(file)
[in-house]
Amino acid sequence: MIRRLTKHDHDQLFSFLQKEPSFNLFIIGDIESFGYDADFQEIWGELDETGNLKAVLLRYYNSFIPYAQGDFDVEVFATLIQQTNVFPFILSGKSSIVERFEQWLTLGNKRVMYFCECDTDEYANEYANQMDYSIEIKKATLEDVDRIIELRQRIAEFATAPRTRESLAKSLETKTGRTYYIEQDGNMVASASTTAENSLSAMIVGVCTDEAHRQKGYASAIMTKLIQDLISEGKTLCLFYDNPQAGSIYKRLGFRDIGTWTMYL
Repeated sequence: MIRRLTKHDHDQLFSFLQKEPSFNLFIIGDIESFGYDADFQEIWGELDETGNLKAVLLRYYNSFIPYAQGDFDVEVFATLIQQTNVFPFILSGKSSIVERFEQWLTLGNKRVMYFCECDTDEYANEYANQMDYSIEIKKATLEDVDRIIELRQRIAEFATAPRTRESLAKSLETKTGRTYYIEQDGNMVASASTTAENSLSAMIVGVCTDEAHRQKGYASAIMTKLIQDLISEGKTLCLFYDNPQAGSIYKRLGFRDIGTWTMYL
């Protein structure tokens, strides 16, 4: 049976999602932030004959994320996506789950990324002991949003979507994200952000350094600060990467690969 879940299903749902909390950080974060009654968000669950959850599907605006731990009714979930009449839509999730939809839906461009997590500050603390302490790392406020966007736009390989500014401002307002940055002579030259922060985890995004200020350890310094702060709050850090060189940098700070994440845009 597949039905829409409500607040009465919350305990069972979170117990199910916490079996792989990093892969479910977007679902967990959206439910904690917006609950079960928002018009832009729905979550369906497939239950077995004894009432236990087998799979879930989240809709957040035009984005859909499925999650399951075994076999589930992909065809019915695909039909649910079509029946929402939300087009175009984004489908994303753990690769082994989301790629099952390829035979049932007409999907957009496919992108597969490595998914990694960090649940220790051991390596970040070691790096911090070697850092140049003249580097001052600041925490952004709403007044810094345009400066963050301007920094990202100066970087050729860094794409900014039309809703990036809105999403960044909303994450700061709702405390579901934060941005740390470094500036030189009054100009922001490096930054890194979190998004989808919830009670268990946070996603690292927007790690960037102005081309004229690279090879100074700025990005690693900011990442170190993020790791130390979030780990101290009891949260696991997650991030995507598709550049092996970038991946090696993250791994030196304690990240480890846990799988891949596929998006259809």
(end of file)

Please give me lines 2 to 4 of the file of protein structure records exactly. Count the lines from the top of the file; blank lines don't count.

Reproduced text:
Amino acid sequence: MIRRLTKHDHDQLFSFLQKEPSFNLFIIGDIESFGYDADFQEIWGELDETGNLKAVLLRYYNSFIPYAQGDFDVEVFATLIQQTNVFPFILSGKSSIVERFEQWLTLGNKRVMYFCECDTDEYANEYANQMDYSIEIKKATLEDVDRIIELRQRIAEFATAPRTRESLAKSLETKTGRTYYIEQDGNMVASASTTAENSLSAMIVGVCTDEAHRQKGYASAIMTKLIQDLISEGKTLCLFYDNPQAGSIYKRLGFRDIGTWTMYL
Repeated sequence: MIRRLTKHDHDQLFSFLQKEPSFNLFIIGDIESFGYDADFQEIWGELDETGNLKAVLLRYYNSFIPYAQGDFDVEVFATLIQQTNVFPFILSGKSSIVERFEQWLTLGNKRVMYFCECDTDEYANEYANQMDYSIEIKKATLEDVDRIIELRQRIAEFATAPRTRESLAKSLETKTGRTYYIEQDGNMVASASTTAENSLSAMIVGVCTDEAHRQKGYASAIMTKLIQDLISEGKTLCLFYDNPQAGSIYKRLGFRDIGTWTMYL
């Protein structure tokens, strides 16, 4: 049976999602932030004959994320996506789950990324002991949003979507994200952000350094600060990467690969 879940299903749902909390950080974060009654968000669950959850599907605006731990009714979930009449839509999730939809839906461009997590500050603390302490790392406020966007736009390989500014401002307002940055002579030259922060985890995004200020350890310094702060709050850090060189940098700070994440845009 597949039905829409409500607040009465919350305990069972979170117990199910916490079996792989990093892969479910977007679902967990959206439910904690917006609950079960928002018009832009729905979550369906497939239950077995004894009432236990087998799979879930989240809709957040035009984005859909499925999650399951075994076999589930992909065809019915695909039909649910079509029946929402939300087009175009984004489908994303753990690769082994989301790629099952390829035979049932007409999907957009496919992108597969490595998914990694960090649940220790051991390596970040070691790096911090070697850092140049003249580097001052600041925490952004709403007044810094345009400066963050301007920094990202100066970087050729860094794409900014039309809703990036809105999403960044909303994450700061709702405390579901934060941005740390470094500036030189009054100009922001490096930054890194979190998004989808919830009670268990946070996603690292927007790690960037102005081309004229690279090879100074700025990005690693900011990442170190993020790791130390979030780990101290009891949260696991997650991030995507598709550049092996970038991946090696993250791994030196304690990240480890846990799988891949596929998006259809």